Doris Lessing's decision to begin her story in the third person is an interesting one. The third person description allows the author—or rather, the voice of the story—to view her childhood from an almost anthropological perspective, describing the "strangeness" of it in vivid detail. Just as this child knew legends and stories about alien, "English" things, which did not allow her any understanding of the place in which she was actually growing up, the third person narrative turns this little girl into the subject of a story, too. By describing the girl, the veld, and the activities of the servants and the household on the farm in the third person, Lessing is able to think about them from a distance. This distancing enables her to think about how they would have struck another person, rather than how they seemed to a child who had grown up in this situation and therefore did not know anything else.
The shift into the first person occurs about two pages into the story. Its effect is, first, one of revelation: we realize that the speaker has been talking about herself all along. Another effect is that it suggests a slide into understanding. When the speaker was a little girl, she took everything around her for granted. When she turned fourteen, she began to see the world more clearly and perhaps be more analytical about it. While the speaker no longer recognizes the little girl as being the same person she now is, the moment she becomes "I" seems to be the moment at which she feels she started to be her current self.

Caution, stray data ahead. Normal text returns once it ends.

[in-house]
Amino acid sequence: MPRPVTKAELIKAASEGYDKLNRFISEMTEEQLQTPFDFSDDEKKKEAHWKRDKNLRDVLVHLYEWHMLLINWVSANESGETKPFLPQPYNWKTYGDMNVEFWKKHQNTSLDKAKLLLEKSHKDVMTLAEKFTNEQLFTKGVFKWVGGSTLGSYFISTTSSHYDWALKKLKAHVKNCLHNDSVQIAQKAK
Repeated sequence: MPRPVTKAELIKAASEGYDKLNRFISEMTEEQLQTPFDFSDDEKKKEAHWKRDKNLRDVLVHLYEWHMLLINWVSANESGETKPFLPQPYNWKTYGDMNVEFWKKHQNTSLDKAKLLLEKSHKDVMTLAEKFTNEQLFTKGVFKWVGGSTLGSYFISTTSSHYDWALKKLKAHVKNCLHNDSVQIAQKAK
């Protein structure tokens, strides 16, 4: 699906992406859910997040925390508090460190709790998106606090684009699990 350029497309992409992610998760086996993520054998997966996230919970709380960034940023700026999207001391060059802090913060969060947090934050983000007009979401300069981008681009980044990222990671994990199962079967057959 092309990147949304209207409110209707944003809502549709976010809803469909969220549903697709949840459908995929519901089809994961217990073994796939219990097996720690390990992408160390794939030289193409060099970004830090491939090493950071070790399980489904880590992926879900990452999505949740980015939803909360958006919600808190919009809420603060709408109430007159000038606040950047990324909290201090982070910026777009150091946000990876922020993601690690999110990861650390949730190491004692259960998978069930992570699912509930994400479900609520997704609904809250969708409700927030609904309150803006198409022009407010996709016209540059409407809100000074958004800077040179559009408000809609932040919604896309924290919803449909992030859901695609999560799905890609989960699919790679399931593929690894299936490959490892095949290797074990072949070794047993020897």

The narrative doesn't shift back into the third person. One could argue that the final paragraph, taken out of context (which describes an imagined "settler"), is in the third person, but in context it seems to follow on from the paragraph preceding and represent a thought the "I" of the story has had.